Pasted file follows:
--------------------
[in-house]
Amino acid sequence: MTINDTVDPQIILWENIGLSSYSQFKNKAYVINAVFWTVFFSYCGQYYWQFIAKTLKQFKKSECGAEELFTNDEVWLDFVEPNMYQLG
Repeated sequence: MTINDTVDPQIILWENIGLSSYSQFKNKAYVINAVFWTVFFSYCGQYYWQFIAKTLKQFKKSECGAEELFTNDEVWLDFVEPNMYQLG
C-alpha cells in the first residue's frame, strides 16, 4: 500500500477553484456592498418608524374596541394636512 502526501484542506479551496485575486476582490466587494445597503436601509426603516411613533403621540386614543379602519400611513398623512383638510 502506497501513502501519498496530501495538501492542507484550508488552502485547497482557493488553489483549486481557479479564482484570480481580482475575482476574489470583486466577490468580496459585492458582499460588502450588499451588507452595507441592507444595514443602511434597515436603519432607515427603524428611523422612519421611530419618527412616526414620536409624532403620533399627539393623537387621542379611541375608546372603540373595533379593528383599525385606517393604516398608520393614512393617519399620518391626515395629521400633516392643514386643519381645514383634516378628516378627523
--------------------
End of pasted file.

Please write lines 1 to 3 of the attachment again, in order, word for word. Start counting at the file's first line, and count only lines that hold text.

[in-house]
Amino acid sequence: MTINDTVDPQIILWENIGLSSYSQFKNKAYVINAVFWTVFFSYCGQYYWQFIAKTLKQFKKSECGAEELFTNDEVWLDFVEPNMYQLG
Repeated sequence: MTINDTVDPQIILWENIGLSSYSQFKNKAYVINAVFWTVFFSYCGQYYWQFIAKTLKQFKKSECGAEELFTNDEVWLDFVEPNMYQLG